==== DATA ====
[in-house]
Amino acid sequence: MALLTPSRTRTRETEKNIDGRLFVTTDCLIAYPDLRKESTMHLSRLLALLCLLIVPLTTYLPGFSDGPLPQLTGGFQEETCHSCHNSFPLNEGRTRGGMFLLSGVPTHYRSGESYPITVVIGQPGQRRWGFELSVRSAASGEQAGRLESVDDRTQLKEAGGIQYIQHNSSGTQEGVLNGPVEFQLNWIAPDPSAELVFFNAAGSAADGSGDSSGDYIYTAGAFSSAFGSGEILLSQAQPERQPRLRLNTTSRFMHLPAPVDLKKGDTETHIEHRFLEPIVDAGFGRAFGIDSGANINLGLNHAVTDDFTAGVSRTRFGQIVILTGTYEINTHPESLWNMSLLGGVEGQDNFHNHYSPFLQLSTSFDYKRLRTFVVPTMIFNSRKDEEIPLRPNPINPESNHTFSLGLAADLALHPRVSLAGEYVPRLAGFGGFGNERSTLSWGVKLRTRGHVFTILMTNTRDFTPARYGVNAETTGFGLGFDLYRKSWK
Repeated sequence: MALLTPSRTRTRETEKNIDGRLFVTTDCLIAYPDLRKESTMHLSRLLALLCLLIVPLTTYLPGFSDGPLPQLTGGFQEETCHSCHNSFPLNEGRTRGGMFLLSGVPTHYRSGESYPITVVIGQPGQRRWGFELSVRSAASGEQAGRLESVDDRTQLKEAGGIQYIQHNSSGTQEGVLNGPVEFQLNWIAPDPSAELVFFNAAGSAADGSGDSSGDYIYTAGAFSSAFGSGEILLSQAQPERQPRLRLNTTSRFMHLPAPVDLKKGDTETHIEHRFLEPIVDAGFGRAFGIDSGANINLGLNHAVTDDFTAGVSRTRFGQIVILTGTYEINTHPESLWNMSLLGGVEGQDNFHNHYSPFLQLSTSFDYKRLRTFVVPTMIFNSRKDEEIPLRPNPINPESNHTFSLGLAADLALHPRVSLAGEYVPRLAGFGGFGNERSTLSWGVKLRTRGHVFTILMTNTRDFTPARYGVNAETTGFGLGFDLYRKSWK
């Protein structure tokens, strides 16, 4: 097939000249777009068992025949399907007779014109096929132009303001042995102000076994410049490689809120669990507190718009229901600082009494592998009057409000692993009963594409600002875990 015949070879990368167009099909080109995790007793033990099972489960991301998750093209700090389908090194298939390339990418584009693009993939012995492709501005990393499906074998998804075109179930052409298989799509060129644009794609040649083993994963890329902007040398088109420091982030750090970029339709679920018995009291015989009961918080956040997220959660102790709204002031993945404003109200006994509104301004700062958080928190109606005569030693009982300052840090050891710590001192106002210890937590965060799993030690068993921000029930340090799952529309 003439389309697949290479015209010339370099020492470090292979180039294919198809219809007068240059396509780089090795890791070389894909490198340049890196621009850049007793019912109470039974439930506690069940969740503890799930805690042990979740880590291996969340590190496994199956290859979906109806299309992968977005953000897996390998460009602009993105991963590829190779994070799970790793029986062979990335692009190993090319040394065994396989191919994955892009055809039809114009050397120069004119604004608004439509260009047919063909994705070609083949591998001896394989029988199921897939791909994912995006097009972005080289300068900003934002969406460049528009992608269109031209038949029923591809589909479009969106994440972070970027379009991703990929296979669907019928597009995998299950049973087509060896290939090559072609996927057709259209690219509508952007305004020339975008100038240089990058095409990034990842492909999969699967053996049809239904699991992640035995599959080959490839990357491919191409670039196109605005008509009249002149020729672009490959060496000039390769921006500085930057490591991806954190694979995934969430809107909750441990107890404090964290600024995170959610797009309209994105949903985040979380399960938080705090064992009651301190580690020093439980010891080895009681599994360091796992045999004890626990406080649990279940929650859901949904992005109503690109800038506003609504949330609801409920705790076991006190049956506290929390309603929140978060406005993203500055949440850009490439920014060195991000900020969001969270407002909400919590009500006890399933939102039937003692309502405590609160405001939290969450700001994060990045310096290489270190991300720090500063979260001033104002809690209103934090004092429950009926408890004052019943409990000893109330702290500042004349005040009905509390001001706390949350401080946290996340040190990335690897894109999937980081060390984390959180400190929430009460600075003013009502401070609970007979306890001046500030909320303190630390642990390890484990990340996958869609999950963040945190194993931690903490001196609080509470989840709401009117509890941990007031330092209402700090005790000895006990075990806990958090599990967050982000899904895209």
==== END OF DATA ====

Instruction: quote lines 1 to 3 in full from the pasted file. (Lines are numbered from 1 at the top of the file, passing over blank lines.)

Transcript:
[in-house]
Amino acid sequence: MALLTPSRTRTRETEKNIDGRLFVTTDCLIAYPDLRKESTMHLSRLLALLCLLIVPLTTYLPGFSDGPLPQLTGGFQEETCHSCHNSFPLNEGRTRGGMFLLSGVPTHYRSGESYPITVVIGQPGQRRWGFELSVRSAASGEQAGRLESVDDRTQLKEAGGIQYIQHNSSGTQEGVLNGPVEFQLNWIAPDPSAELVFFNAAGSAADGSGDSSGDYIYTAGAFSSAFGSGEILLSQAQPERQPRLRLNTTSRFMHLPAPVDLKKGDTETHIEHRFLEPIVDAGFGRAFGIDSGANINLGLNHAVTDDFTAGVSRTRFGQIVILTGTYEINTHPESLWNMSLLGGVEGQDNFHNHYSPFLQLSTSFDYKRLRTFVVPTMIFNSRKDEEIPLRPNPINPESNHTFSLGLAADLALHPRVSLAGEYVPRLAGFGGFGNERSTLSWGVKLRTRGHVFTILMTNTRDFTPARYGVNAETTGFGLGFDLYRKSWK
Repeated sequence: MALLTPSRTRTRETEKNIDGRLFVTTDCLIAYPDLRKESTMHLSRLLALLCLLIVPLTTYLPGFSDGPLPQLTGGFQEETCHSCHNSFPLNEGRTRGGMFLLSGVPTHYRSGESYPITVVIGQPGQRRWGFELSVRSAASGEQAGRLESVDDRTQLKEAGGIQYIQHNSSGTQEGVLNGPVEFQLNWIAPDPSAELVFFNAAGSAADGSGDSSGDYIYTAGAFSSAFGSGEILLSQAQPERQPRLRLNTTSRFMHLPAPVDLKKGDTETHIEHRFLEPIVDAGFGRAFGIDSGANINLGLNHAVTDDFTAGVSRTRFGQIVILTGTYEINTHPESLWNMSLLGGVEGQDNFHNHYSPFLQLSTSFDYKRLRTFVVPTMIFNSRKDEEIPLRPNPINPESNHTFSLGLAADLALHPRVSLAGEYVPRLAGFGGFGNERSTLSWGVKLRTRGHVFTILMTNTRDFTPARYGVNAETTGFGLGFDLYRKSWK